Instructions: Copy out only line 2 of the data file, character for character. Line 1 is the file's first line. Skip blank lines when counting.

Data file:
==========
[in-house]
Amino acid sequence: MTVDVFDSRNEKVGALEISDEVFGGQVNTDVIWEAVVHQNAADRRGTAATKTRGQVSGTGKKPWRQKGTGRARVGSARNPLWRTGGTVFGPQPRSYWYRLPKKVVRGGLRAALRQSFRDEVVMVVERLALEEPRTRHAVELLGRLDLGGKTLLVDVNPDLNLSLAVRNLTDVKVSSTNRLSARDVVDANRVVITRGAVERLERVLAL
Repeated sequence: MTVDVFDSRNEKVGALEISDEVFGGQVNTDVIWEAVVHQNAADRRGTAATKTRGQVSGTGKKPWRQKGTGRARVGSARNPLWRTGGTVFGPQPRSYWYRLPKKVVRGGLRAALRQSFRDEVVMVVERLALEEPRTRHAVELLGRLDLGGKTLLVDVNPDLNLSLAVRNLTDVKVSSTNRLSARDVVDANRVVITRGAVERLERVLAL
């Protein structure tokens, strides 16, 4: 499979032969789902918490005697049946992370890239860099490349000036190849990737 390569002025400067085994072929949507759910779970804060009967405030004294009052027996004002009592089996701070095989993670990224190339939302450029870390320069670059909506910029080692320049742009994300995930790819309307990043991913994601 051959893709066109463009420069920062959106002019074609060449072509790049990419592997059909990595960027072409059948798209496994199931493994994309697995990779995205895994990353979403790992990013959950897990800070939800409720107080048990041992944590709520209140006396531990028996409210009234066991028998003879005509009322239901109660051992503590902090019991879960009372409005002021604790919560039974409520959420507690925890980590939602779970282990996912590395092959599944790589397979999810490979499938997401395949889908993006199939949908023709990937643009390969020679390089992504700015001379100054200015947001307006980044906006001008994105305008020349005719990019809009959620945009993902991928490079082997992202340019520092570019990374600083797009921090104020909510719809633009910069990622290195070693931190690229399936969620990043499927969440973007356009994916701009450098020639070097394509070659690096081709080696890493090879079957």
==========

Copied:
Amino acid sequence: MTVDVFDSRNEKVGALEISDEVFGGQVNTDVIWEAVVHQNAADRRGTAATKTRGQVSGTGKKPWRQKGTGRARVGSARNPLWRTGGTVFGPQPRSYWYRLPKKVVRGGLRAALRQSFRDEVVMVVERLALEEPRTRHAVELLGRLDLGGKTLLVDVNPDLNLSLAVRNLTDVKVSSTNRLSARDVVDANRVVITRGAVERLERVLAL